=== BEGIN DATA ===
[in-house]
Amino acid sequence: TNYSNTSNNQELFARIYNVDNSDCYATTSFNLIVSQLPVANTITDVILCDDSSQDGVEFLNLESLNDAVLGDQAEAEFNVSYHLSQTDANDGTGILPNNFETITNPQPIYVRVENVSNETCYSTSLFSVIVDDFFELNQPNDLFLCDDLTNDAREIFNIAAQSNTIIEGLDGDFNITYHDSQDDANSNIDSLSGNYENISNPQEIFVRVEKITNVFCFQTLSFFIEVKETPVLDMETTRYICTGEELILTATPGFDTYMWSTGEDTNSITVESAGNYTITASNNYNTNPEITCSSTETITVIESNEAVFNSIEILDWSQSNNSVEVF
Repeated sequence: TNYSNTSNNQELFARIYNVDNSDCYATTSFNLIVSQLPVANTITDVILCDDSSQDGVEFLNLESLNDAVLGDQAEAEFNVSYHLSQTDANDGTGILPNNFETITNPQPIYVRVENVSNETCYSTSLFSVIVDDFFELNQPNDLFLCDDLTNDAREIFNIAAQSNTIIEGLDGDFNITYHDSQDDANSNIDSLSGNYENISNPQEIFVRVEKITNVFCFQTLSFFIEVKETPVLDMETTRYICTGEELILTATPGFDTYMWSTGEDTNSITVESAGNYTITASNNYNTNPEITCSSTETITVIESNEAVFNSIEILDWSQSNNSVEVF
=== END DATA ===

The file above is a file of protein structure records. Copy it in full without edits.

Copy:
[in-house]
Amino acid sequence: TNYSNTSNNQELFARIYNVDNSDCYATTSFNLIVSQLPVANTITDVILCDDSSQDGVEFLNLESLNDAVLGDQAEAEFNVSYHLSQTDANDGTGILPNNFETITNPQPIYVRVENVSNETCYSTSLFSVIVDDFFELNQPNDLFLCDDLTNDAREIFNIAAQSNTIIEGLDGDFNITYHDSQDDANSNIDSLSGNYENISNPQEIFVRVEKITNVFCFQTLSFFIEVKETPVLDMETTRYICTGEELILTATPGFDTYMWSTGEDTNSITVESAGNYTITASNNYNTNPEITCSSTETITVIESNEAVFNSIEILDWSQSNNSVEVF
Repeated sequence: TNYSNTSNNQELFARIYNVDNSDCYATTSFNLIVSQLPVANTITDVILCDDSSQDGVEFLNLESLNDAVLGDQAEAEFNVSYHLSQTDANDGTGILPNNFETITNPQPIYVRVENVSNETCYSTSLFSVIVDDFFELNQPNDLFLCDDLTNDAREIFNIAAQSNTIIEGLDGDFNITYHDSQDDANSNIDSLSGNYENISNPQEIFVRVEKITNVFCFQTLSFFIEVKETPVLDMETTRYICTGEELILTATPGFDTYMWSTGEDTNSITVESAGNYTITASNNYNTNPEITCSSTETITVIESNEAVFNSIEILDWSQSNNSVEVF